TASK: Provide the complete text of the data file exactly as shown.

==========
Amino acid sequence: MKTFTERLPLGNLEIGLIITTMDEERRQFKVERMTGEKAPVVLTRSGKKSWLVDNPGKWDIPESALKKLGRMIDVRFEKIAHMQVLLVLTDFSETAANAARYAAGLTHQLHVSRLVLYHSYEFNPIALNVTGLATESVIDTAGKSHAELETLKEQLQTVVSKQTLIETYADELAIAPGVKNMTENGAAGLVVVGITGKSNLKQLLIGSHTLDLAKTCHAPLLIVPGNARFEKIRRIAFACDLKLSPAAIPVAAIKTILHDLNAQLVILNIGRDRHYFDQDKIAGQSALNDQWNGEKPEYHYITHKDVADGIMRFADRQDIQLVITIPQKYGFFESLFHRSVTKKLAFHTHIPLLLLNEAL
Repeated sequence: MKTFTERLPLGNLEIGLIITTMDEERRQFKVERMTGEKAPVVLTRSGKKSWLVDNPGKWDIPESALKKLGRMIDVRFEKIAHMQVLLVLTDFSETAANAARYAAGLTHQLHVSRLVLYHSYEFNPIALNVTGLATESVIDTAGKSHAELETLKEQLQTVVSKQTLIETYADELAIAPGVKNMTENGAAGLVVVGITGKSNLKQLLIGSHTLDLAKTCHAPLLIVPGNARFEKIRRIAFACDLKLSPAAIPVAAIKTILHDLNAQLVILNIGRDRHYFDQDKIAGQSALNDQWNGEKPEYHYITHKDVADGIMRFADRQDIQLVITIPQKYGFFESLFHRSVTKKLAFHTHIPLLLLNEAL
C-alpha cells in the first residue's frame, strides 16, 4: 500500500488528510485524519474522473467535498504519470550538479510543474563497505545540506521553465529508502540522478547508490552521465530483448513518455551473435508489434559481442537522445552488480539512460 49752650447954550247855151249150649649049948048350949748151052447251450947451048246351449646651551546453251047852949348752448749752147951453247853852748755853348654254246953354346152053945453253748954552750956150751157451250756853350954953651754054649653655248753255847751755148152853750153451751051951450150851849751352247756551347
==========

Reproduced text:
Amino acid sequence: MKTFTERLPLGNLEIGLIITTMDEERRQFKVERMTGEKAPVVLTRSGKKSWLVDNPGKWDIPESALKKLGRMIDVRFEKIAHMQVLLVLTDFSETAANAARYAAGLTHQLHVSRLVLYHSYEFNPIALNVTGLATESVIDTAGKSHAELETLKEQLQTVVSKQTLIETYADELAIAPGVKNMTENGAAGLVVVGITGKSNLKQLLIGSHTLDLAKTCHAPLLIVPGNARFEKIRRIAFACDLKLSPAAIPVAAIKTILHDLNAQLVILNIGRDRHYFDQDKIAGQSALNDQWNGEKPEYHYITHKDVADGIMRFADRQDIQLVITIPQKYGFFESLFHRSVTKKLAFHTHIPLLLLNEAL
Repeated sequence: MKTFTERLPLGNLEIGLIITTMDEERRQFKVERMTGEKAPVVLTRSGKKSWLVDNPGKWDIPESALKKLGRMIDVRFEKIAHMQVLLVLTDFSETAANAARYAAGLTHQLHVSRLVLYHSYEFNPIALNVTGLATESVIDTAGKSHAELETLKEQLQTVVSKQTLIETYADELAIAPGVKNMTENGAAGLVVVGITGKSNLKQLLIGSHTLDLAKTCHAPLLIVPGNARFEKIRRIAFACDLKLSPAAIPVAAIKTILHDLNAQLVILNIGRDRHYFDQDKIAGQSALNDQWNGEKPEYHYITHKDVADGIMRFADRQDIQLVITIPQKYGFFESLFHRSVTKKLAFHTHIPLLLLNEAL
C-alpha cells in the first residue's frame, strides 16, 4: 500500500488528510485524519474522473467535498504519470550538479510543474563497505545540506521553465529508502540522478547508490552521465530483448513518455551473435508489434559481442537522445552488480539512460 49752650447954550247855151249150649649049948048350949748151052447251450947451048246351449646651551546453251047852949348752448749752147951453247853852748755853348654254246953354346152053945453253748954552750956150751157451250756853350954953651754054649653655248753255847751755148152853750153451751051951450150851849751352247756551347